A Rejigged Manhattan Cocktail
It’s thought that the Brooklyn was created by an unnamed Brooklynite bartender, who was raised in Brooklyn City before it was swallowed up by New York and was fiercely proud of his regional identity.
Sometime in the 1900s, so the story goes, he was serving up lots of Manhattans and ran out of rosso vermouth, a vital ingredient of the Manhattan. He used dry vermouth instead. The main difference between a Manhattan and a Brooklyn is vermouth, rosso vermouth for the Manhattan and dry vermouth for the Brooklyn. Fed up with hearing about Manhattan, he named the cocktail, the Brooklyn and served it up as an alternative to the sweeter and darker Manhattan.
This mix of rye or bourbon whiskey, dry vermouth, and Angostura bitters has been loved for over a hundred years because of its peculiar bitter and sharp undertones.
The Debates of Cocktail Purists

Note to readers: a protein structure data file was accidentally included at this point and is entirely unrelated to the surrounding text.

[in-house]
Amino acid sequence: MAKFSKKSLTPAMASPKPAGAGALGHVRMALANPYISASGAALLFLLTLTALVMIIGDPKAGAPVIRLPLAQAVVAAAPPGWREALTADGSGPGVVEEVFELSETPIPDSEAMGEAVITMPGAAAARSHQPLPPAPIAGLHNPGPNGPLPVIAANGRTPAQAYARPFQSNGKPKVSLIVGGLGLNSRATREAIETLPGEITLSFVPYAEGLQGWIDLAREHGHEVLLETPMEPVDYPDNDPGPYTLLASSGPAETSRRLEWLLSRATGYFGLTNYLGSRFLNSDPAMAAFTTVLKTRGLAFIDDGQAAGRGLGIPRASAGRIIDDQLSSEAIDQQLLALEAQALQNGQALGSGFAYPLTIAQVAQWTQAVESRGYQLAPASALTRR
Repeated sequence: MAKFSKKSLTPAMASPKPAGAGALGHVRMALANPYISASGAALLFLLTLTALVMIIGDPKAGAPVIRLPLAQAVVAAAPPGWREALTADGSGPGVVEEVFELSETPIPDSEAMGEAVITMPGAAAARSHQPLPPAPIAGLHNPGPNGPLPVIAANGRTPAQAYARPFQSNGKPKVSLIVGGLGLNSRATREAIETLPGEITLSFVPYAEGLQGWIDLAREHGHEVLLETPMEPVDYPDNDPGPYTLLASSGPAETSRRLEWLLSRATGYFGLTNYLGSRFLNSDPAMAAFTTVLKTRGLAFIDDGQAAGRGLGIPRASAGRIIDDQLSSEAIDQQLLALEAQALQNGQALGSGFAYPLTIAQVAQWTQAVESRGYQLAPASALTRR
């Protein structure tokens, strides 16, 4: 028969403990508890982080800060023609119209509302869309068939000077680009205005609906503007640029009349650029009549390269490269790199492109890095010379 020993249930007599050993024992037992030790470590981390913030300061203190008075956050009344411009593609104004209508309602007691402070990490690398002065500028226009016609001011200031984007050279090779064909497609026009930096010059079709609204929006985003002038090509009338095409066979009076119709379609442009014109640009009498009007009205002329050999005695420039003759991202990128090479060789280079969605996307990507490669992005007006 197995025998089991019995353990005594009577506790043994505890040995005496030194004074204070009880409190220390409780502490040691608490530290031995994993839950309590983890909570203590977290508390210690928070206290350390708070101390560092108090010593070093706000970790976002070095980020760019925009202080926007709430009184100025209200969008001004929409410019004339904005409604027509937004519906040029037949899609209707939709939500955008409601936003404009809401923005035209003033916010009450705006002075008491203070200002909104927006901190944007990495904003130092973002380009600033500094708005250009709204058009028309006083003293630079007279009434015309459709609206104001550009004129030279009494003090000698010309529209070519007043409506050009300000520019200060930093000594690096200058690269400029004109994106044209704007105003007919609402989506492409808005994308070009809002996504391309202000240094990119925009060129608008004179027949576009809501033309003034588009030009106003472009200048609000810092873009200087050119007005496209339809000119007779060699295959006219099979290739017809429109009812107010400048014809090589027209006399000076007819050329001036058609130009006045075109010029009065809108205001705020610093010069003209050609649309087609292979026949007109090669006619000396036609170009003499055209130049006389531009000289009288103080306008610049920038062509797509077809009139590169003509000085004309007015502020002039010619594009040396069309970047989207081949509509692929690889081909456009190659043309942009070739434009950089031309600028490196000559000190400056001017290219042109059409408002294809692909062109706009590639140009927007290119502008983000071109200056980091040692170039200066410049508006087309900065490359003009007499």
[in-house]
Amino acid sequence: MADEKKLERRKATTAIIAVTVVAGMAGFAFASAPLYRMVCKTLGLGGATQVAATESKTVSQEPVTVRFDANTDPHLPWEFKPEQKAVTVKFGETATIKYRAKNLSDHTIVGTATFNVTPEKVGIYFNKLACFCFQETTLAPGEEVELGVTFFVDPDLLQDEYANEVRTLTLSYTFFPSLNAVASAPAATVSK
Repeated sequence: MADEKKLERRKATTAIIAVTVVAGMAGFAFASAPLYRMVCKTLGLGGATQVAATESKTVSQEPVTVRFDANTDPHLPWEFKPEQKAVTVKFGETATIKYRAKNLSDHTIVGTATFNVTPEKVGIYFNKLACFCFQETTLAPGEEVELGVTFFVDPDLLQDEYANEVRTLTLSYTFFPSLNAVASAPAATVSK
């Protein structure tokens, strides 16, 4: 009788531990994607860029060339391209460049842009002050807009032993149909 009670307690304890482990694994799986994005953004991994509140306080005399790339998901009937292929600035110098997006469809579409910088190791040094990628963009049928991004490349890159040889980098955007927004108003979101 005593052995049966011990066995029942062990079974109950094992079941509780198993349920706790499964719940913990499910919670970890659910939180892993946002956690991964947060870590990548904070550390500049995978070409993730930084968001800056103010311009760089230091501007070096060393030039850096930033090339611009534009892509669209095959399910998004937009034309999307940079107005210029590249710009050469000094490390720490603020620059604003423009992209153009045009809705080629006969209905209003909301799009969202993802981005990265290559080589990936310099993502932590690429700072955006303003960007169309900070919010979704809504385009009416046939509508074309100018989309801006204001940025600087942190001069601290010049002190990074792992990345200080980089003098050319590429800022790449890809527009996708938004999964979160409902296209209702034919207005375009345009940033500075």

American rye whiskey was first used as the whiskey ingredient, being used in NYC bars since the 1900s. This gives the Brooklyn a unique sharp and spicy taste. But time moves on and the original formula has been amended to include Canadian or bourbon whiskies as ingredients. But there’s still a rye versus bourbon versus Canadian whiskey debate, and there’s even an argument about the merits of a maraschino cherry versus a lemon slice.
Petty differences about lemons or cherries aside, the Brooklyn is a strong bitter alcoholic drink, and this makes it appealing to metropolitan bar drinkers who dislike sweet tasting drink, and as one of the Classic Five Boroughs Cocktails, no self-respecting NY bar can go without this New York cocktail on the drinks menu.
- 50ml Canadian, bourbon or rye whiskey
- 25ml extra dry vermouth, we used Martini
- 5ml maraschino cherry liqueur, we used Luxardo cherry liqueur
- 2 dashes Angostura bitters
- A maraschino cherry
- A twist of lemon
Stir the ingredients together with ice in a mixing glass, then strain into a cocktail glass. Garnish and serve up.